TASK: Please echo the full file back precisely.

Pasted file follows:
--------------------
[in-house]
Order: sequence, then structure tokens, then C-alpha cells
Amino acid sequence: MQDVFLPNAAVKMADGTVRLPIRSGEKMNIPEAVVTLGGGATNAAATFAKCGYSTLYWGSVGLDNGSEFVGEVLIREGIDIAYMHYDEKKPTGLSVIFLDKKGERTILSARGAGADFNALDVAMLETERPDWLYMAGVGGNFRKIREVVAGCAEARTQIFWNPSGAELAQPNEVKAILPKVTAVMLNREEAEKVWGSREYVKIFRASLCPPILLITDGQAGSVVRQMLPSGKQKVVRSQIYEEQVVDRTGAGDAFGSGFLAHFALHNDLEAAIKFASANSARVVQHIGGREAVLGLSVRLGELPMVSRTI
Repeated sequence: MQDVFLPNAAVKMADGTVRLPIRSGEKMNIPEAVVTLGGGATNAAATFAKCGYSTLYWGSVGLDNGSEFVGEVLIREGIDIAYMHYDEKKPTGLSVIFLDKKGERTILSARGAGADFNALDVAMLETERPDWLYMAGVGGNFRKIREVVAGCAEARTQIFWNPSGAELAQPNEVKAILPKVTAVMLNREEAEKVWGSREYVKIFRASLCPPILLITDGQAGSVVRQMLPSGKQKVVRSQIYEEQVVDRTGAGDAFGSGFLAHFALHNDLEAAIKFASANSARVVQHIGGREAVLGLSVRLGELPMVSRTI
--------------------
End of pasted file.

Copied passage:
[in-house]
Order: sequence, then structure tokens, then C-alpha cells
Amino acid sequence: MQDVFLPNAAVKMADGTVRLPIRSGEKMNIPEAVVTLGGGATNAAATFAKCGYSTLYWGSVGLDNGSEFVGEVLIREGIDIAYMHYDEKKPTGLSVIFLDKKGERTILSARGAGADFNALDVAMLETERPDWLYMAGVGGNFRKIREVVAGCAEARTQIFWNPSGAELAQPNEVKAILPKVTAVMLNREEAEKVWGSREYVKIFRASLCPPILLITDGQAGSVVRQMLPSGKQKVVRSQIYEEQVVDRTGAGDAFGSGFLAHFALHNDLEAAIKFASANSARVVQHIGGREAVLGLSVRLGELPMVSRTI
Repeated sequence: MQDVFLPNAAVKMADGTVRLPIRSGEKMNIPEAVVTLGGGATNAAATFAKCGYSTLYWGSVGLDNGSEFVGEVLIREGIDIAYMHYDEKKPTGLSVIFLDKKGERTILSARGAGADFNALDVAMLETERPDWLYMAGVGGNFRKIREVVAGCAEARTQIFWNPSGAELAQPNEVKAILPKVTAVMLNREEAEKVWGSREYVKIFRASLCPPILLITDGQAGSVVRQMLPSGKQKVVRSQIYEEQVVDRTGAGDAFGSGFLAHFALHNDLEAAIKFASANSARVVQHIGGREAVLGLSVRLGELPMVSRTI